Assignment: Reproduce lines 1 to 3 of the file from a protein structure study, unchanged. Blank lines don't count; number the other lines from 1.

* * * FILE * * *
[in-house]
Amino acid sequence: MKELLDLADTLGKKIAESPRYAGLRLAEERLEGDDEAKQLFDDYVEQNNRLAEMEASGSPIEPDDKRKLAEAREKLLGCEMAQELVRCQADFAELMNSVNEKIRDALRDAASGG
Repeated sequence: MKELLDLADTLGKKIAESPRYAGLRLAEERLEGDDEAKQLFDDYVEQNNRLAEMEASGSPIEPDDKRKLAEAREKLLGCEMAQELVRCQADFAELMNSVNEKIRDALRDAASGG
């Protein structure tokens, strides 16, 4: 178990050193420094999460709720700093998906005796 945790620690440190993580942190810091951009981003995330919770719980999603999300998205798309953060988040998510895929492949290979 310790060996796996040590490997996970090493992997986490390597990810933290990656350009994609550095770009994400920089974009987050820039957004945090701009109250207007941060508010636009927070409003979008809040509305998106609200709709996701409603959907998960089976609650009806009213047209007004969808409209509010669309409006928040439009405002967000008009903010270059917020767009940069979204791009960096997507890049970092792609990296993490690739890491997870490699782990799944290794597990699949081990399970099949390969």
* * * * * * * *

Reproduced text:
[in-house]
Amino acid sequence: MKELLDLADTLGKKIAESPRYAGLRLAEERLEGDDEAKQLFDDYVEQNNRLAEMEASGSPIEPDDKRKLAEAREKLLGCEMAQELVRCQADFAELMNSVNEKIRDALRDAASGG
Repeated sequence: MKELLDLADTLGKKIAESPRYAGLRLAEERLEGDDEAKQLFDDYVEQNNRLAEMEASGSPIEPDDKRKLAEAREKLLGCEMAQELVRCQADFAELMNSVNEKIRDALRDAASGG